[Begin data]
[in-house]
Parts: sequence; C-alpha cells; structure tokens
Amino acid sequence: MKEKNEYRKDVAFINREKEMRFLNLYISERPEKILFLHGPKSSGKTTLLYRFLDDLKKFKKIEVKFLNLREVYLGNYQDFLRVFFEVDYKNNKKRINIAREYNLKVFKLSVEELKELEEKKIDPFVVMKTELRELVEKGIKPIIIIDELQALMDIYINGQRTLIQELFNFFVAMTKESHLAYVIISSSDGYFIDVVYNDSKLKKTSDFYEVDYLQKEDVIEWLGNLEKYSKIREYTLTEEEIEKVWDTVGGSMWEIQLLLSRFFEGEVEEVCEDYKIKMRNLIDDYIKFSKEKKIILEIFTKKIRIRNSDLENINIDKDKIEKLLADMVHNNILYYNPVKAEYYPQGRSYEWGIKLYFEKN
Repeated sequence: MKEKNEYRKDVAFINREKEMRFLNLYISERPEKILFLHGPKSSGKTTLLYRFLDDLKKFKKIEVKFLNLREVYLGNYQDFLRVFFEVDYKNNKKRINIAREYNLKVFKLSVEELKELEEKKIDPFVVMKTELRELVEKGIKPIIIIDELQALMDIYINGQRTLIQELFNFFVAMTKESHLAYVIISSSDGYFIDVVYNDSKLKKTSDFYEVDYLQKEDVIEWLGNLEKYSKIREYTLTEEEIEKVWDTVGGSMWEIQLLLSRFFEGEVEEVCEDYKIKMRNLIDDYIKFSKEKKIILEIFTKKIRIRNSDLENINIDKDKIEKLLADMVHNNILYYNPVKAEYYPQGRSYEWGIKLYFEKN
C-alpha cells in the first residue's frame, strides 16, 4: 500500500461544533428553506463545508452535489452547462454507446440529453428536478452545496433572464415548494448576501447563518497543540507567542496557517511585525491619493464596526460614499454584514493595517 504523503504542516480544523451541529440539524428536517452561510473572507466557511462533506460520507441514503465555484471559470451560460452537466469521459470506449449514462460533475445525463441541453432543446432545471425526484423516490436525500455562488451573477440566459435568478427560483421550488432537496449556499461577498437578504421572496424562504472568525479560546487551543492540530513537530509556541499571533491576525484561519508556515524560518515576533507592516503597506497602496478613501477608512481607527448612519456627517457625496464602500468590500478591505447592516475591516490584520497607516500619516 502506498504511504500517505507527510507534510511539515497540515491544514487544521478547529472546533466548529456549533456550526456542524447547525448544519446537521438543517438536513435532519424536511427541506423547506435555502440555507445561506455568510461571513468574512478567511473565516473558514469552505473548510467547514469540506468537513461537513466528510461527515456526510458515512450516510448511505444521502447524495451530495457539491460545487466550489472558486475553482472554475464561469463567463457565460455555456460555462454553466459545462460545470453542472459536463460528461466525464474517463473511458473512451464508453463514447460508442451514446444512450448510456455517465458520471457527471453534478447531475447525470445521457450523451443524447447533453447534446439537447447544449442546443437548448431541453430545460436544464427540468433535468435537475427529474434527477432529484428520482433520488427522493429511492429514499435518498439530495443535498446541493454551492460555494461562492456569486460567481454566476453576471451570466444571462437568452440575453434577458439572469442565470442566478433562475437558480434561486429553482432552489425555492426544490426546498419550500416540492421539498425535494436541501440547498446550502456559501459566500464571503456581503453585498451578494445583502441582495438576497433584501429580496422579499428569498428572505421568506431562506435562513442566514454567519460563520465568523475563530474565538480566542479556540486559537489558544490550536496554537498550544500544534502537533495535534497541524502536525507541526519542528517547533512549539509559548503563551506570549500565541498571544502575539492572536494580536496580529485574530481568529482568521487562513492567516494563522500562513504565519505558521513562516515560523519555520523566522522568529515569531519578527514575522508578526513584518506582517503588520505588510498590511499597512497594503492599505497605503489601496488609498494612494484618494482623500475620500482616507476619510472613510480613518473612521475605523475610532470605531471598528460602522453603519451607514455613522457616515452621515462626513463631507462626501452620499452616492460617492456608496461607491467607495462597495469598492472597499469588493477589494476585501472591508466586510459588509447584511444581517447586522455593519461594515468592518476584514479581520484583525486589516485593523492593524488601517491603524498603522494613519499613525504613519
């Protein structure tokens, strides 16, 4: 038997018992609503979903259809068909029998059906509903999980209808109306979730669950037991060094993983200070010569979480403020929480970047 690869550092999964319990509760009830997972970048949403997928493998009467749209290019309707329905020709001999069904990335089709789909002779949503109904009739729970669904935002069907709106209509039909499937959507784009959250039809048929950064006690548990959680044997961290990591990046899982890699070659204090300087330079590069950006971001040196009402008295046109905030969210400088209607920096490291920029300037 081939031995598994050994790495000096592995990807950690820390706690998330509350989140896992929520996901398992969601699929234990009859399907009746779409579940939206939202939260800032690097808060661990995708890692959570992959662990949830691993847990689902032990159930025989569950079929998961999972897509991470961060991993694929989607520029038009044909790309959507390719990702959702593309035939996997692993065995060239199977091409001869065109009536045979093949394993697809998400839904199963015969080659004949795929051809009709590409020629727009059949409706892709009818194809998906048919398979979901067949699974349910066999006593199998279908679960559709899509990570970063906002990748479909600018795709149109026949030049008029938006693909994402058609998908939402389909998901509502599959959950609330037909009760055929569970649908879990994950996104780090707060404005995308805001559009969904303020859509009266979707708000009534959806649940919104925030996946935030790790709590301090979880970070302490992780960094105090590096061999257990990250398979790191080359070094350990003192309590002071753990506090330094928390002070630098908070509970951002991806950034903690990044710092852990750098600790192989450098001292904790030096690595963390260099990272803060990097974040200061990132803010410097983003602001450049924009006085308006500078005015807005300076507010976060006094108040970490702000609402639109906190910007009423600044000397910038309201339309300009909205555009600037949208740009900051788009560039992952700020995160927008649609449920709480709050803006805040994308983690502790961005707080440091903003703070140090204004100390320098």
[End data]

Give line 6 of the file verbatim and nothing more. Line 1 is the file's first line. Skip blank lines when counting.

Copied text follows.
């Protein structure tokens, strides 16, 4: 038997018992609503979903259809068909029998059906509903999980209808109306979730669950037991060094993983200070010569979480403020929480970047 690869550092999964319990509760009830997972970048949403997928493998009467749209290019309707329905020709001999069904990335089709789909002779949503109904009739729970669904935002069907709106209509039909499937959507784009959250039809048929950064006690548990959680044997961290990591990046899982890699070659204090300087330079590069950006971001040196009402008295046109905030969210400088209607920096490291920029300037 081939031995598994050994790495000096592995990807950690820390706690998330509350989140896992929520996901398992969601699929234990009859399907009746779409579940939206939202939260800032690097808060661990995708890692959570992959662990949830691993847990689902032990159930025989569950079929998961999972897509991470961060991993694929989607520029038009044909790309959507390719990702959702593309035939996997692993065995060239199977091409001869065109009536045979093949394993697809998400839904199963015969080659004949795929051809009709590409020629727009059949409706892709009818194809998906048919398979979901067949699974349910066999006593199998279908679960559709899509990570970063906002990748479909600018795709149109026949030049008029938006693909994402058609998908939402389909998901509502599959959950609330037909009760055929569970649908879990994950996104780090707060404005995308805001559009969904303020859509009266979707708000009534959806649940919104925030996946935030790790709590301090979880970070302490992780960094105090590096061999257990990250398979790191080359070094350990003192309590002071753990506090330094928390002070630098908070509970951002991806950034903690990044710092852990750098600790192989450098001292904790030096690595963390260099990272803060990097974040200061990132803010410097983003602001450049924009006085308006500078005015807005300076507010976060006094108040970490702000609402639109906190910007009423600044000397910038309201339309300009909205555009600037949208740009900051788009560039992952700020995160927008649609449920709480709050803006805040994308983690502790961005707080440091903003703070140090204004100390320098």